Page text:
Some of the short-term effects of World War II are the end of imperial aggression, the end of the Great Depression in the United States, and the division of Germany into four parts.
Italy and Germany surrendered to the allied powers (US, UK, France, and Russia, among others) in 1944. With this, the allied powers focused their attention on Japan. On August 6, 1945, the US dropped the atomic bomb on Hiroshima. Two days later, Russia declared war on Japan. The next day, August 9, 1945, the US dropped a second atomic bomb on Nagasaki. Five days later, Japan unconditionally surrendered to the allied powers. This marked the end of WWII and the end of imperial aggression and territorial expansion; Germany, Italy, and Japan all attempted to grow their empires/nation-states by invading and taking over neighboring lands. One short term impact of WWII was to stop this.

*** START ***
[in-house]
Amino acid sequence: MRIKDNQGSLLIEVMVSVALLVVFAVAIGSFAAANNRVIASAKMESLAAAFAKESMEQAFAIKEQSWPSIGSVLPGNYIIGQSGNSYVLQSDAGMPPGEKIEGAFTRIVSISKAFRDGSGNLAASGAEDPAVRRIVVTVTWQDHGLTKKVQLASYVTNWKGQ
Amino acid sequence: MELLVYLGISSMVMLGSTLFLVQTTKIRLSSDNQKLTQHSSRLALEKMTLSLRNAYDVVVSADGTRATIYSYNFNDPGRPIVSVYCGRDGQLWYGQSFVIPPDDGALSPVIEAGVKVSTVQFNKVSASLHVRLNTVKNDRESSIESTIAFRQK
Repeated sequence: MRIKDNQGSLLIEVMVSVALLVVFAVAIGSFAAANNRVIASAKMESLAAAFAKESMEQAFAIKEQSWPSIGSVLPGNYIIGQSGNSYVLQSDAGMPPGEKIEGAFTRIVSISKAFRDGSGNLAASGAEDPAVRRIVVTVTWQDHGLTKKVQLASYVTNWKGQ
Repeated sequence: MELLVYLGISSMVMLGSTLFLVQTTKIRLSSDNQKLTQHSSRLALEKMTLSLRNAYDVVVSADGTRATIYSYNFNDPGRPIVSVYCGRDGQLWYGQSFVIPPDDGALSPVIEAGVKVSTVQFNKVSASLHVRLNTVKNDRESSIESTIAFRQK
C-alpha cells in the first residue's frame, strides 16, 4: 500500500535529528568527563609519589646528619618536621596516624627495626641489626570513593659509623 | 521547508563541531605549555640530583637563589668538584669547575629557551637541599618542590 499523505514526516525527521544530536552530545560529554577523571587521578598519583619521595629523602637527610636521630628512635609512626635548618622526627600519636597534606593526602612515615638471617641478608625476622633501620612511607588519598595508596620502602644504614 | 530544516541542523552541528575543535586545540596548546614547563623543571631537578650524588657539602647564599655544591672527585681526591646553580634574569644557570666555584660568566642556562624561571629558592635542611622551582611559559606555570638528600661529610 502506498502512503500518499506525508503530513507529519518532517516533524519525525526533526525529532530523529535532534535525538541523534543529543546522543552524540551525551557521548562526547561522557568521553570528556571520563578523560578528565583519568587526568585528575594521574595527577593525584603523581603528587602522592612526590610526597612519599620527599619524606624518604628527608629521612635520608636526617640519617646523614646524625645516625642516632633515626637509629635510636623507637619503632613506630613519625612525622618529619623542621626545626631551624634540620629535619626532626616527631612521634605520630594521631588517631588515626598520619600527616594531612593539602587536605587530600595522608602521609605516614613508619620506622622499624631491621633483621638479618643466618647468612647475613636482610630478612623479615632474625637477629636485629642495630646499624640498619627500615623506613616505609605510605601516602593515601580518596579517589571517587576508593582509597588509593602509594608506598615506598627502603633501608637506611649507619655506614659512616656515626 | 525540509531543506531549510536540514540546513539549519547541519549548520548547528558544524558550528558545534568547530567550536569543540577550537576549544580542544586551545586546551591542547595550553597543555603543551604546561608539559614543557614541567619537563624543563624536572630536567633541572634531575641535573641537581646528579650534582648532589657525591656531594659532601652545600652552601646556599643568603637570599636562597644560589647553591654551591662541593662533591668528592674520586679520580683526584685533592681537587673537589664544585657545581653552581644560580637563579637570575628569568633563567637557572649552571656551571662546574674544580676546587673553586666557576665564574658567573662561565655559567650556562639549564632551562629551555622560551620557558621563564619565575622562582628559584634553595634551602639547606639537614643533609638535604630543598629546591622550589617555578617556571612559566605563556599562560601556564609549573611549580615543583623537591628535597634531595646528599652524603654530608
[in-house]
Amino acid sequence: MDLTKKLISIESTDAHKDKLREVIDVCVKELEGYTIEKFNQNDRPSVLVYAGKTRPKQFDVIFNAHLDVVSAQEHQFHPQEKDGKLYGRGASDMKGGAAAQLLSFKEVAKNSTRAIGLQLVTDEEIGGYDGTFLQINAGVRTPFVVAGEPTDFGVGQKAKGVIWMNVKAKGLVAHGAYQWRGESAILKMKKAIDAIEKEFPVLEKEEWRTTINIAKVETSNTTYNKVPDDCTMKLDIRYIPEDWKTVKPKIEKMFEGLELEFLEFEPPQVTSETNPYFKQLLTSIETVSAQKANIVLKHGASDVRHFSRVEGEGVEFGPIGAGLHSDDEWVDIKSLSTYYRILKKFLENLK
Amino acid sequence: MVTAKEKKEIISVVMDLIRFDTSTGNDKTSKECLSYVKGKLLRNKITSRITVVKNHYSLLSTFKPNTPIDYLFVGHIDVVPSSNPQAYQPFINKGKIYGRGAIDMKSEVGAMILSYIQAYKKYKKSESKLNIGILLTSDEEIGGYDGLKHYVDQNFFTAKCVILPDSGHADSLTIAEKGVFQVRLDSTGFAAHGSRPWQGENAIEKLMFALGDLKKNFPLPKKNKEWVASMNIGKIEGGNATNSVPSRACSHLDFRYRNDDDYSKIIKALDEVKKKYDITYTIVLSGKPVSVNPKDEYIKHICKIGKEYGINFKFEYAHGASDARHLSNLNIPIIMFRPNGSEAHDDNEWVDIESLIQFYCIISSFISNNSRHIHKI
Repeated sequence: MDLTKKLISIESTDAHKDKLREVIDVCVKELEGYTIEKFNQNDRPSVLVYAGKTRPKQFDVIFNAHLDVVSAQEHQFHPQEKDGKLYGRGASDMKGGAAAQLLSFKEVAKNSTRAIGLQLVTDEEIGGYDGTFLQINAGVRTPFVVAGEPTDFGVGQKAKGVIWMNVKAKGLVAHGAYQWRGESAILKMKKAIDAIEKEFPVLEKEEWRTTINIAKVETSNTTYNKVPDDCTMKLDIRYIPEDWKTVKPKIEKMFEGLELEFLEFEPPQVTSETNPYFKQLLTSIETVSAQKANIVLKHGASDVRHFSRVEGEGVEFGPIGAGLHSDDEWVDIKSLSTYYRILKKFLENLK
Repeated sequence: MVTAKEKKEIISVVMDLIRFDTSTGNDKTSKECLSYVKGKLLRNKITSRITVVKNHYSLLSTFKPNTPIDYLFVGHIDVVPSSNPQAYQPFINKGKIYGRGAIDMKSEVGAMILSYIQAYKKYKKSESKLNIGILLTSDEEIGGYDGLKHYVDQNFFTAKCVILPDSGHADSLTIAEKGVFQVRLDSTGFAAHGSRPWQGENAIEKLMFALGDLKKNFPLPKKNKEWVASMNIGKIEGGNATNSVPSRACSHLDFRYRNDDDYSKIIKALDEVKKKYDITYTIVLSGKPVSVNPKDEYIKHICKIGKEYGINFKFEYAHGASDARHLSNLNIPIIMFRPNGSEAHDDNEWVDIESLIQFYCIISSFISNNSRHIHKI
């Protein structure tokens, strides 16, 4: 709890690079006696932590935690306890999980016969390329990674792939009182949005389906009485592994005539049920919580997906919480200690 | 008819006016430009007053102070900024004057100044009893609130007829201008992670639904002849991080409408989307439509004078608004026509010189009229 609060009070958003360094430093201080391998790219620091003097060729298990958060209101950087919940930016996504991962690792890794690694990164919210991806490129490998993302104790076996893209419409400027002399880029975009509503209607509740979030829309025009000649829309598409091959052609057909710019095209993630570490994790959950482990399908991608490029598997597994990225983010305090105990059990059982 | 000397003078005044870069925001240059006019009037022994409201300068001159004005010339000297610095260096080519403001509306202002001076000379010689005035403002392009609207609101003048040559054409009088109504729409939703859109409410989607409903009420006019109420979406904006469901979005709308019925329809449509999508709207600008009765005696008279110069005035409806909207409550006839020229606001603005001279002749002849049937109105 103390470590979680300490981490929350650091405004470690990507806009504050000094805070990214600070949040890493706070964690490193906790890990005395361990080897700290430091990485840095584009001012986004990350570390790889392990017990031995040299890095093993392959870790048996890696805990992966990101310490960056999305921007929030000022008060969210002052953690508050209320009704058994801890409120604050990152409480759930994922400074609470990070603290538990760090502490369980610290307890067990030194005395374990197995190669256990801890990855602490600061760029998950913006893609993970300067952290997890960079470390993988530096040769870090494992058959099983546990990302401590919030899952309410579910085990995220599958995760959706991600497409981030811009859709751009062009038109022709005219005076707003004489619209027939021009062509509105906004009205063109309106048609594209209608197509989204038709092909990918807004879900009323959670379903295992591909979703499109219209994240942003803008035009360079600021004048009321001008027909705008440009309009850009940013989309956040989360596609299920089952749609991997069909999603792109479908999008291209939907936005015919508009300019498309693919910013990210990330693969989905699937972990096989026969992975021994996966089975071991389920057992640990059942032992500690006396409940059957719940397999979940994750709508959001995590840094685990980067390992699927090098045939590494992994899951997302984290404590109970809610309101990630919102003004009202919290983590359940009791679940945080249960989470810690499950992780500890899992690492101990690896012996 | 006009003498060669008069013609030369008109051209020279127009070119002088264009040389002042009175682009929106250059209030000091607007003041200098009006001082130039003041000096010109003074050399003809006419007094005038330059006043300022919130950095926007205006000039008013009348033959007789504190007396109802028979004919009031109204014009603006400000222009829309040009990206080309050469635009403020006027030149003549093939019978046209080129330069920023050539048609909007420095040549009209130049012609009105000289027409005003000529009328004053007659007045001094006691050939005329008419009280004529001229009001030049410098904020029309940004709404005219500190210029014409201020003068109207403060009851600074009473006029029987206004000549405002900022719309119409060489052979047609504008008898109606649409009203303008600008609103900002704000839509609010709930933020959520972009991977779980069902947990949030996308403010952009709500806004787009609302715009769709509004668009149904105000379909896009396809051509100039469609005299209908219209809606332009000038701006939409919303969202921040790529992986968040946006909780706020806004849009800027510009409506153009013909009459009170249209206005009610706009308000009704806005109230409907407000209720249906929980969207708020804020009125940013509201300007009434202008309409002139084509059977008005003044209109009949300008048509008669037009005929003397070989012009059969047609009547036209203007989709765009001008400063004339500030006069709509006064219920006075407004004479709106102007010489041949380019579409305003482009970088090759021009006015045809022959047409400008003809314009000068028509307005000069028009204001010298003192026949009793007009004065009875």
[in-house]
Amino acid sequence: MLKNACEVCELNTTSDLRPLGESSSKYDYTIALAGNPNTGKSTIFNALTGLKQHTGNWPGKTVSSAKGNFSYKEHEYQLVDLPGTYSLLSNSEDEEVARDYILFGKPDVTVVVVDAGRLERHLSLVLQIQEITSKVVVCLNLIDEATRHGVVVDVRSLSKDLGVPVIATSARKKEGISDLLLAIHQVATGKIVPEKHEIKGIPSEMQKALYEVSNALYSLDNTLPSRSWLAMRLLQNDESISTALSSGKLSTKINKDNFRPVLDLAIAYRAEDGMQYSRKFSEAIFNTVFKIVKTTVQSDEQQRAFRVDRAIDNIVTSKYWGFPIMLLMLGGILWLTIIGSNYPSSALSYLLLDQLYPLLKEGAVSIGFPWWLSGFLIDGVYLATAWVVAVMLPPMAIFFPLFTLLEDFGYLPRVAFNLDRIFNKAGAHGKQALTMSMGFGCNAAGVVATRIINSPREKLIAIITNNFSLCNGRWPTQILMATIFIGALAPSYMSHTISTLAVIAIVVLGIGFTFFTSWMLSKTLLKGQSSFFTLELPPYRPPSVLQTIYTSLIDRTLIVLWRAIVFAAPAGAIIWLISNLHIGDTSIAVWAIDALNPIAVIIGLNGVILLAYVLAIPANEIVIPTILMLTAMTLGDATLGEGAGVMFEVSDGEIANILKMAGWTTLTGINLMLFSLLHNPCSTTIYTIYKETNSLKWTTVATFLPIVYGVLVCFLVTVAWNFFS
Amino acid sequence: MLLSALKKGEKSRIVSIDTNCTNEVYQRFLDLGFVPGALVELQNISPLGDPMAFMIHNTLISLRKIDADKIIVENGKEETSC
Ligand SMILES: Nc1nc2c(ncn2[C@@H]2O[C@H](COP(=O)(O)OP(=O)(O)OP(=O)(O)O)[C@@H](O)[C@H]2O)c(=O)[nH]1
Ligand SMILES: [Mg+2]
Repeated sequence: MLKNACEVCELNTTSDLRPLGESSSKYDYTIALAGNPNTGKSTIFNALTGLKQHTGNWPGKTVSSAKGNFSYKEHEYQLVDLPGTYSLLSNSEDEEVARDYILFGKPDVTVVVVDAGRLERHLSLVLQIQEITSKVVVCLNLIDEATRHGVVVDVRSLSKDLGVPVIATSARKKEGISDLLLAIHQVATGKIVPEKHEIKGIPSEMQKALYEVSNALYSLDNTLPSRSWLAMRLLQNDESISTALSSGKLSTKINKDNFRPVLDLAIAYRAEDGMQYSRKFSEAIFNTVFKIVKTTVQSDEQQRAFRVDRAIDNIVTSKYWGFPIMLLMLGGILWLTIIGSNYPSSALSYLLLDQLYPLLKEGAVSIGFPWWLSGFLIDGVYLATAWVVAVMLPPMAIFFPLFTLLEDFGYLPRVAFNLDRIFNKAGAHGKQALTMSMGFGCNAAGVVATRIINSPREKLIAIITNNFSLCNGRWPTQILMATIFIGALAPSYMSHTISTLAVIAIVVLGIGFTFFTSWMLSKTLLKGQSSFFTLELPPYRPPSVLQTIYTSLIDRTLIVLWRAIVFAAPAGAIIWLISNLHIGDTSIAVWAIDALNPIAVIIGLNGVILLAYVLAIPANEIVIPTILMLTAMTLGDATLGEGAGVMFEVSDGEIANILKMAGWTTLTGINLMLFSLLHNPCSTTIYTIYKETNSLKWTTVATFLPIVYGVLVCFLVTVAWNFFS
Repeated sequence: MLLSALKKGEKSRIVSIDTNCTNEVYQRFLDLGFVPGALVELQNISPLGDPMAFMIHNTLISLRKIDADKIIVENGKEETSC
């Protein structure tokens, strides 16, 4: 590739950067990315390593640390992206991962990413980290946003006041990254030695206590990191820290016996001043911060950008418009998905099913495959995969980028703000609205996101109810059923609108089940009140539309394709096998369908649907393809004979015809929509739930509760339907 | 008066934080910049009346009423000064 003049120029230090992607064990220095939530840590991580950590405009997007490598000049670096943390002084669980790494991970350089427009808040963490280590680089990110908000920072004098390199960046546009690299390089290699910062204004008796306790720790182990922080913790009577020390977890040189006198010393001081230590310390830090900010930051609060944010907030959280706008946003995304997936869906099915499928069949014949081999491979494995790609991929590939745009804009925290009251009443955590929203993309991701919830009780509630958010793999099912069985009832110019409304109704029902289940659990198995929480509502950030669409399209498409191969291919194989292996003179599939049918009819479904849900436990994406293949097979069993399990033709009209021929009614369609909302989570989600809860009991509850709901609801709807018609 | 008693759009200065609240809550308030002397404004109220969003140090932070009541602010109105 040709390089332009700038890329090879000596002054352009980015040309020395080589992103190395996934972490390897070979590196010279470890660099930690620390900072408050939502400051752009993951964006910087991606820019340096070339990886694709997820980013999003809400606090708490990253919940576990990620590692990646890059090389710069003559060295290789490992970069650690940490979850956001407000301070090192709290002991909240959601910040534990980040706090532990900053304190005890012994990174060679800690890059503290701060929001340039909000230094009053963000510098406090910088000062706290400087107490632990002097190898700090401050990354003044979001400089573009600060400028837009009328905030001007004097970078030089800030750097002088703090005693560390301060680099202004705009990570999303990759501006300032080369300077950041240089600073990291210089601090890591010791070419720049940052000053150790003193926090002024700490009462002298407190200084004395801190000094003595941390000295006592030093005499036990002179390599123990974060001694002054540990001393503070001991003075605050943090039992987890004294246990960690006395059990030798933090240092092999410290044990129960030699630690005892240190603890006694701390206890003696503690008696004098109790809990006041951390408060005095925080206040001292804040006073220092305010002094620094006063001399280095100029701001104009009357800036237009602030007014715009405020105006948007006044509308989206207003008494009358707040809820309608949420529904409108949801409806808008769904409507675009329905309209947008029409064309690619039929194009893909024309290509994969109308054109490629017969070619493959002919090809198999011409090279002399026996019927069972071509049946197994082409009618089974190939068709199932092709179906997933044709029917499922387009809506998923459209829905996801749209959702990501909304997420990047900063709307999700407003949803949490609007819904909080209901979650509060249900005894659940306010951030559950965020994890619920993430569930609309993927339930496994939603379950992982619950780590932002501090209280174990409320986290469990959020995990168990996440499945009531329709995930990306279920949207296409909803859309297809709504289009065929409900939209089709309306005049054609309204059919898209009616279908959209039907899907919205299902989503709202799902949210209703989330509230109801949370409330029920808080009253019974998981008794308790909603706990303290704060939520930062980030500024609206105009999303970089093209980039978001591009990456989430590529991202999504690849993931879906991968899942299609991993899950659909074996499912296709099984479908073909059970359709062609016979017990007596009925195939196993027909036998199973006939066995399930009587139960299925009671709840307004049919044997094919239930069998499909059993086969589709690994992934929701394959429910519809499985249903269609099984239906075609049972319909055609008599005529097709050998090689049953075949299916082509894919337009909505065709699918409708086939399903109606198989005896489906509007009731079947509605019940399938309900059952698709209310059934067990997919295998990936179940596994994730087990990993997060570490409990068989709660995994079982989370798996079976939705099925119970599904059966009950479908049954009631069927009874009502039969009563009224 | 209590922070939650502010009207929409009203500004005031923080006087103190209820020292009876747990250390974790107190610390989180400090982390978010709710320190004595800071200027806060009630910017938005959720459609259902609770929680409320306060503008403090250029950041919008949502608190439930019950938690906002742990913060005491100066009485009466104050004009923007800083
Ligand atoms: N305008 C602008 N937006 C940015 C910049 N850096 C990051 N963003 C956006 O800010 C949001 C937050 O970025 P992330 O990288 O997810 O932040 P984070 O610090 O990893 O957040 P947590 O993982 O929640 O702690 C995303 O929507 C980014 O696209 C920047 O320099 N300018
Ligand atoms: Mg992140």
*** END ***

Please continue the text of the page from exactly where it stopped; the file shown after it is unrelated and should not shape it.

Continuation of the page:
Another short-term effect was the end of the Great Depression in the United States. While other allied powers experienced a short period of inflation as a result of the costly war, the growth of manufacturing industries in the United States led to an economic boom. Shortly after WWII, a growing mass consumer culture erupted in the United States and families were able to move to the suburbs and afford more than they were before.
Another short-term effect of WWII was the division of Germany. Eastern Germany was controlled by the Soviet Union. Western Germany was divided up between the US, UK, and France. Western Germany was slowly transferred back into German control, but Eastern Germany remained part of the Soviet Union for much longer. The city of Berlin, inside East Germany, was also split into parts and controlled by both Germany and the Soviet Union until the fall of the Berlin Wall in the late twentieth century.